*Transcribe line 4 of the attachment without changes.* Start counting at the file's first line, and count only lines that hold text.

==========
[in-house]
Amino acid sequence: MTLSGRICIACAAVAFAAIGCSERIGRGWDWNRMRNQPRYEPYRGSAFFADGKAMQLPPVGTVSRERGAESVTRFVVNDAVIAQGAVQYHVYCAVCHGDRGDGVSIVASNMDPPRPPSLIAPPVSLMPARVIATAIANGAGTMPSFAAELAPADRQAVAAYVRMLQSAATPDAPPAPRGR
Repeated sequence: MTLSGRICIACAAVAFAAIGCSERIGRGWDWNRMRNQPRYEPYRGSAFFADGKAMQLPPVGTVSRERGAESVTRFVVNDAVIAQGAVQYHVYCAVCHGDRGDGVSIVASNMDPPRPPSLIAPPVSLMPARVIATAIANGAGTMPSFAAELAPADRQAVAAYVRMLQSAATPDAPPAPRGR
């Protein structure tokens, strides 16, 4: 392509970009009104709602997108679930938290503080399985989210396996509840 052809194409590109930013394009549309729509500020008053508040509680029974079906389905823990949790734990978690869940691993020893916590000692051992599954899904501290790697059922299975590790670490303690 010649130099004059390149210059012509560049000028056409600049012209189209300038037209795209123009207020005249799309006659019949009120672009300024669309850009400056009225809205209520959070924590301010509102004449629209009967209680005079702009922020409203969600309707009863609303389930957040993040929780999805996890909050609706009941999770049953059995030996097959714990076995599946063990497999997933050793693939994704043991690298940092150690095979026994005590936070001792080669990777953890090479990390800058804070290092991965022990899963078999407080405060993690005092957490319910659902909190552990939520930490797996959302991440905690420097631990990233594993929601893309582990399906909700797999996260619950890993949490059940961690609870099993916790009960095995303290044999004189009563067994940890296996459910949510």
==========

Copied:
């Protein structure tokens, strides 16, 4: 392509970009009104709602997108679930938290503080399985989210396996509840 052809194409590109930013394009549309729509500020008053508040509680029974079906389905823990949790734990978690869940691993020893916590000692051992599954899904501290790697059922299975590790670490303690 010649130099004059390149210059012509560049000028056409600049012209189209300038037209795209123009207020005249799309006659019949009120672009300024669309850009400056009225809205209520959070924590301010509102004449629209009967209680005079702009922020409203969600309707009863609303389930957040993040929780999805996890909050609706009941999770049953059995030996097959714990076995599946063990497999997933050793693939994704043991690298940092150690095979026994005590936070001792080669990777953890090479990390800058804070290092991965022990899963078999407080405060993690005092957490319910659902909190552990939520930490797996959302991440905690420097631990990233594993929601893309582990399906909700797999996260619950890993949490059940961690609870099993916790009960095995303290044999004189009563067994940890296996459910949510």